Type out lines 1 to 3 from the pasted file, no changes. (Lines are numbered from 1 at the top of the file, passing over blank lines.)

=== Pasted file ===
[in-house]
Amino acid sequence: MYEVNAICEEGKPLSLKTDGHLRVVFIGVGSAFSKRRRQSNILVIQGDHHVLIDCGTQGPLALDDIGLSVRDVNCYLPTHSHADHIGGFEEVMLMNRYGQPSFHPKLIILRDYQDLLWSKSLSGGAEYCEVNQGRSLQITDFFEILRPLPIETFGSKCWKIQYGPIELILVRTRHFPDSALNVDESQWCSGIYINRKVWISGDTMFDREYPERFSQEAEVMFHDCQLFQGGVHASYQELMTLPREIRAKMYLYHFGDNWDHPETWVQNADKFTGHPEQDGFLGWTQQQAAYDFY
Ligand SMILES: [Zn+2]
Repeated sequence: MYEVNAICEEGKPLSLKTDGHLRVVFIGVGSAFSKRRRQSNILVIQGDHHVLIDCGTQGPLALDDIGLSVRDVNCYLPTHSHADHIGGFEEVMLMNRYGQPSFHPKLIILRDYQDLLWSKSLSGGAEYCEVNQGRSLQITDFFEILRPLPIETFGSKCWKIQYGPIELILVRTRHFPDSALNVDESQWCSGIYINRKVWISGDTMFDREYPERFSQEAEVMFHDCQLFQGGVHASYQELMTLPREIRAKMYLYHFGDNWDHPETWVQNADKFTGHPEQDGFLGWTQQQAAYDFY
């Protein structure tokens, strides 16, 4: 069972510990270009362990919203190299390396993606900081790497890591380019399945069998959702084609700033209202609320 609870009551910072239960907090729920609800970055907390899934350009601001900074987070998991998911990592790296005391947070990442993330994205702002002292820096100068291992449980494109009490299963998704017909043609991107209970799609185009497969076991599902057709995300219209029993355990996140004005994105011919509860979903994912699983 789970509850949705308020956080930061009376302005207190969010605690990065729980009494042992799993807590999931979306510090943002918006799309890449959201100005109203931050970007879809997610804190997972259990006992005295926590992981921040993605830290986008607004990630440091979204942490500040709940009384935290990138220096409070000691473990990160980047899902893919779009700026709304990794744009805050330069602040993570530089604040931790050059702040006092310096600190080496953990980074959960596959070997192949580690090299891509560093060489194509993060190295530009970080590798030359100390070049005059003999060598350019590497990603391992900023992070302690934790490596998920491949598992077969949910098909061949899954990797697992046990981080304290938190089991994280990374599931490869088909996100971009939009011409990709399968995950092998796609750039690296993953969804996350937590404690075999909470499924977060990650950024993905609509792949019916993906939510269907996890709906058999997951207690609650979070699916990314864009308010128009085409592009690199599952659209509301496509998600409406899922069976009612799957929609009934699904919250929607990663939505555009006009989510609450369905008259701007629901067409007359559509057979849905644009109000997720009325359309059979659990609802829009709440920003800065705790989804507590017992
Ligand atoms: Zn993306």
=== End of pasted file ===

[in-house]
Amino acid sequence: MYEVNAICEEGKPLSLKTDGHLRVVFIGVGSAFSKRRRQSNILVIQGDHHVLIDCGTQGPLALDDIGLSVRDVNCYLPTHSHADHIGGFEEVMLMNRYGQPSFHPKLIILRDYQDLLWSKSLSGGAEYCEVNQGRSLQITDFFEILRPLPIETFGSKCWKIQYGPIELILVRTRHFPDSALNVDESQWCSGIYINRKVWISGDTMFDREYPERFSQEAEVMFHDCQLFQGGVHASYQELMTLPREIRAKMYLYHFGDNWDHPETWVQNADKFTGHPEQDGFLGWTQQQAAYDFY
Ligand SMILES: [Zn+2]